Parabiosis Points to GDF-11 as a Means to Reverse Age-Related Cardiac Hypertrophy

Parabiosis involves joining the circulatory systems of two animals. This is of interest for a number of studies in which old mice and young mice are linked together, known as heterochronic parabiosis. The young mice acquire a little of the metabolic, cellular, and gene expression changes characteristic of old mice, while in the the old mice some of these measures reverse towards more youthful levels. In stem cell activity in particular, the environment of signals present in the blood seems to dictate age-related decline as much as does any inherent damage to stem cells or their niches. This reinforces the view of stem cell aging as an evolved reaction to the cellular damage of aging that acts to extend life by reducing cancer risk, but at the cost of a slow decline into death due to ever more poorly maintained tissues and organs.

Heterochronic parabiosis studies in mice have been taking place for some years now, and researchers are beginning to link differences in gene expression and protein levels in old tissues versus young tissues to specific age-related conditions. The next logical step is to see if age-related dysfunction can be reversed by changing these protein levels in old animals:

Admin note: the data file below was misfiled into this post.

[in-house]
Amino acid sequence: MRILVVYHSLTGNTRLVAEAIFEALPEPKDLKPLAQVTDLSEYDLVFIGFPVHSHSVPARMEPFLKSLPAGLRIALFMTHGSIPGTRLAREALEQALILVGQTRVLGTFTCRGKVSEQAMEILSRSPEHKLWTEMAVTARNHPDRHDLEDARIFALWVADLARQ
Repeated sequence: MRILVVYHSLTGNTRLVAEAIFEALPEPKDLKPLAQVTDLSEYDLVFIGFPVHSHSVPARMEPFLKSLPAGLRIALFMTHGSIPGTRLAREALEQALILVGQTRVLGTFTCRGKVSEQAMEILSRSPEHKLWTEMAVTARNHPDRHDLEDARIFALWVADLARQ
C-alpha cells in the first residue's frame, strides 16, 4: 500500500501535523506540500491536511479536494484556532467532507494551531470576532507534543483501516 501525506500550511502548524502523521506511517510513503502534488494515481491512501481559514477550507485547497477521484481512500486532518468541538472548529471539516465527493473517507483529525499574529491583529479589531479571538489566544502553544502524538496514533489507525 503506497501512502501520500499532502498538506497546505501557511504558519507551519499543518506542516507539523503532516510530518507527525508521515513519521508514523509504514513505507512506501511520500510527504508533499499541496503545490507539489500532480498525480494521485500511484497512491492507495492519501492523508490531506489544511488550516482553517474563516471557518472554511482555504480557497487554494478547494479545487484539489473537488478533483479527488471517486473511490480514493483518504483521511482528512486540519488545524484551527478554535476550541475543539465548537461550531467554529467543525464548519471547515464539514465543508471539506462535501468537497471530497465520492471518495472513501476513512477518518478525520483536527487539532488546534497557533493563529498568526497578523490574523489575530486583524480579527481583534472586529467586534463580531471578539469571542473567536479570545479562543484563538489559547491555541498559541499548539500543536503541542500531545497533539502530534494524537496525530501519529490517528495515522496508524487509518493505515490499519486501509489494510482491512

Young blood reverses heart decline in old mice

Pumping young blood around old bodies - at least in mice - can reverse cardiac hypertrophy - the thickening and swelling of the heart muscle that comes with age and is a major cause of heart failure. After just four weeks, the older mouse's heart had reverted to almost the same size as that of its younger counterpart. The hearts of the young mice were unaffected, even though they were pumping some blood from the older mice.

After ruling out the effect of reduced blood pressure on the older mice, the team identified a potential candidate: a protein called GDF11, which was present in much higher quantities in the blood of the young mice. To test the effect of GDF11, the researchers gave old mice with cardiac hypertrophy daily injections of it for 30 days. At the end of the treatment, their hearts were significantly smaller than those in a second group of mice of the same age and with the same condition, but that had been injected with saline.

Growth Differentiation Factor 11 Is a Circulating Factor that Reverses Age-Related Cardiac Hypertrophy

The most common form of heart failure occurs with normal systolic function and often involves cardiac hypertrophy in the elderly. To clarify the biological mechanisms that drive cardiac hypertrophy in aging, we tested the influence of circulating factors using heterochronic parabiosis, a surgical technique in which joining of animals of different ages leads to a shared circulation.